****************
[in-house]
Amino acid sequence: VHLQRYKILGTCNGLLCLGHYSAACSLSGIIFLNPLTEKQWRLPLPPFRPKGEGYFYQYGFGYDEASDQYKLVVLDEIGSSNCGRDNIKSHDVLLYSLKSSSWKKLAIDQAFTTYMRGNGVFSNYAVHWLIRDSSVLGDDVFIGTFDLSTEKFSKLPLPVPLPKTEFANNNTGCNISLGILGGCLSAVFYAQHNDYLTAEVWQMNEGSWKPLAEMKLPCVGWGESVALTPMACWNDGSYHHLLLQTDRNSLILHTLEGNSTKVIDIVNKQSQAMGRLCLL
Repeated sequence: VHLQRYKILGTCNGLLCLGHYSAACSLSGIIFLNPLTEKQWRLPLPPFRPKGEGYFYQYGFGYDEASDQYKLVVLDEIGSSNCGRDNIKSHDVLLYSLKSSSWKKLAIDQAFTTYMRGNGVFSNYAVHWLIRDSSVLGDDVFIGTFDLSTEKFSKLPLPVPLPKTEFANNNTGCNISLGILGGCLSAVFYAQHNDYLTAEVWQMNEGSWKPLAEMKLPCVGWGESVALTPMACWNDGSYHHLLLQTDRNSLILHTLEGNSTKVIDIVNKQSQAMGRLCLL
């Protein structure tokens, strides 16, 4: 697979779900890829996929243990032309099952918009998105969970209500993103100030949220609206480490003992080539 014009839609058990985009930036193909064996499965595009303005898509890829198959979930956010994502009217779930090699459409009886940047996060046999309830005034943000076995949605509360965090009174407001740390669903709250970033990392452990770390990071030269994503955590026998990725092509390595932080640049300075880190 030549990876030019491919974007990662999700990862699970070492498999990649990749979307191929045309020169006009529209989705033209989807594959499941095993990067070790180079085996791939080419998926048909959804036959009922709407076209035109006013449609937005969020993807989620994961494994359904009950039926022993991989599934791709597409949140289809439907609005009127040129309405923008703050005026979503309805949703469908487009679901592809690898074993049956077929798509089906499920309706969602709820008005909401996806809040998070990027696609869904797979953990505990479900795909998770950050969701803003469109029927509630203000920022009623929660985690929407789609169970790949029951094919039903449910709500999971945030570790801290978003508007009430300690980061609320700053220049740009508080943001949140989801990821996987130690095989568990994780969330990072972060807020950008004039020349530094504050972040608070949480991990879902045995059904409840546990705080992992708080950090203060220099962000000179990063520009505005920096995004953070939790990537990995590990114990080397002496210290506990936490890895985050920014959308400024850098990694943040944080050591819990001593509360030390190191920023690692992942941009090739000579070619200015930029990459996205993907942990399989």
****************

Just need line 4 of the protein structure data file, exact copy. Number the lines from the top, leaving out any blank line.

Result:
């Protein structure tokens, strides 16, 4: 697979779900890829996929243990032309099952918009998105969970209500993103100030949220609206480490003992080539 014009839609058990985009930036193909064996499965595009303005898509890829198959979930956010994502009217779930090699459409009886940047996060046999309830005034943000076995949605509360965090009174407001740390669903709250970033990392452990770390990071030269994503955590026998990725092509390595932080640049300075880190 030549990876030019491919974007990662999700990862699970070492498999990649990749979307191929045309020169006009529209989705033209989807594959499941095993990067070790180079085996791939080419998926048909959804036959009922709407076209035109006013449609937005969020993807989620994961494994359904009950039926022993991989599934791709597409949140289809439907609005009127040129309405923008703050005026979503309805949703469908487009679901592809690898074993049956077929798509089906499920309706969602709820008005909401996806809040998070990027696609869904797979953990505990479900795909998770950050969701803003469109029927509630203000920022009623929660985690929407789609169970790949029951094919039903449910709500999971945030570790801290978003508007009430300690980061609320700053220049740009508080943001949140989801990821996987130690095989568990994780969330990072972060807020950008004039020349530094504050972040608070949480991990879902045995059904409840546990705080992992708080950090203060220099962000000179990063520009505005920096995004953070939790990537990995590990114990080397002496210290506990936490890895985050920014959308400024850098990694943040944080050591819990001593509360030390190191920023690692992942941009090739000579070619200015930029990459996205993907942990399989």